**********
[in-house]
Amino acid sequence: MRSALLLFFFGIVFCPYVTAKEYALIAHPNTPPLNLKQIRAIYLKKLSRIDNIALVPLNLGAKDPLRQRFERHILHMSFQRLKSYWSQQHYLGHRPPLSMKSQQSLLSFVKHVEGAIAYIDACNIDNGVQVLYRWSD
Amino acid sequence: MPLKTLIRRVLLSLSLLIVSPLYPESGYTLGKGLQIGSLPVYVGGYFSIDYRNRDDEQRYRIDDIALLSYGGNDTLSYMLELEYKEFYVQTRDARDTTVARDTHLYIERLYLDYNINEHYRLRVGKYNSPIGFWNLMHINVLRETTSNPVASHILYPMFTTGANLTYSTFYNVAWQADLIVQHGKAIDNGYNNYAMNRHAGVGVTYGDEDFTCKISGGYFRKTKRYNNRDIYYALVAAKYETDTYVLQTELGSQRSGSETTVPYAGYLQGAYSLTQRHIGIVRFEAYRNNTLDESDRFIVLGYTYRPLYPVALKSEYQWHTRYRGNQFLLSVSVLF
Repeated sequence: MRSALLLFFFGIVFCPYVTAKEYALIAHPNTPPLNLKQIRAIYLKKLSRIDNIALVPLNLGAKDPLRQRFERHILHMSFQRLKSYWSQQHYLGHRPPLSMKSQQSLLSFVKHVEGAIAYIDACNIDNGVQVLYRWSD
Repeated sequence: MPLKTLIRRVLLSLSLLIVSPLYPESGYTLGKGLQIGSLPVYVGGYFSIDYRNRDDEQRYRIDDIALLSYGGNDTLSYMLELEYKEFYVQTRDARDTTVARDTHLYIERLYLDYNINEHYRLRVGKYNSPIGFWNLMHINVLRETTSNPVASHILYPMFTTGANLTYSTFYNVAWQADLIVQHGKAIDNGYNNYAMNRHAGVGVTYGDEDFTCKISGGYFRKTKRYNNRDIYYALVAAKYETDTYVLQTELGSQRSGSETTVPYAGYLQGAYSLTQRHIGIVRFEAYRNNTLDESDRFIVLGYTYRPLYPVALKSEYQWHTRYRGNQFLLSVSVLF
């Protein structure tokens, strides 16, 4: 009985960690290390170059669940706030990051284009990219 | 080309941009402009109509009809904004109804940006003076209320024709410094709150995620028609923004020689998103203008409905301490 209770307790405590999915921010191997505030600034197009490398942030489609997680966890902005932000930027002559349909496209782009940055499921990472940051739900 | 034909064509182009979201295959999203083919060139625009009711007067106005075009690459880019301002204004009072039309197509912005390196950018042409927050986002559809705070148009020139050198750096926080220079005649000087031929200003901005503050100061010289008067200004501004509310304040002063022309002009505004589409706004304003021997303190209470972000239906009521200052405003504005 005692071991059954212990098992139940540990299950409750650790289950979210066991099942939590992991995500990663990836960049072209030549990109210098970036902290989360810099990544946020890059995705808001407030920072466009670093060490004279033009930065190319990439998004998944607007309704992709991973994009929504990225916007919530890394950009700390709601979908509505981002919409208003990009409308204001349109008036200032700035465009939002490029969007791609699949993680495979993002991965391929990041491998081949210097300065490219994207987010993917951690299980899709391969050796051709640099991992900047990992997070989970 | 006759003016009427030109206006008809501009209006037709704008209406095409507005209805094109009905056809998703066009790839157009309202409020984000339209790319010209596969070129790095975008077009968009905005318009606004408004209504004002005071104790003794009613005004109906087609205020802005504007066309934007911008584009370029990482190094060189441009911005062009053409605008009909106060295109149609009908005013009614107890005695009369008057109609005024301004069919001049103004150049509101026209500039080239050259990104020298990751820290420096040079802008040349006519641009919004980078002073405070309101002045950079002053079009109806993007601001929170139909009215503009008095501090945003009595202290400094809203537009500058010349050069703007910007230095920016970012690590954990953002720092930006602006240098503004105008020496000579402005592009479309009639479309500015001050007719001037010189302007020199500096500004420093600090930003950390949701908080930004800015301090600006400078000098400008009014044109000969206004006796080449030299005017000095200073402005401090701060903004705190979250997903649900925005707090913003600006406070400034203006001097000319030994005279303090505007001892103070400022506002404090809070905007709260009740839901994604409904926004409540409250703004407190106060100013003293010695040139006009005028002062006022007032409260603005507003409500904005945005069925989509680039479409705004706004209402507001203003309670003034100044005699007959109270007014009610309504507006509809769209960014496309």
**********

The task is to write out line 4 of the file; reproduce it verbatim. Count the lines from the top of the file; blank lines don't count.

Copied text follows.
Repeated sequence: MRSALLLFFFGIVFCPYVTAKEYALIAHPNTPPLNLKQIRAIYLKKLSRIDNIALVPLNLGAKDPLRQRFERHILHMSFQRLKSYWSQQHYLGHRPPLSMKSQQSLLSFVKHVEGAIAYIDACNIDNGVQVLYRWSD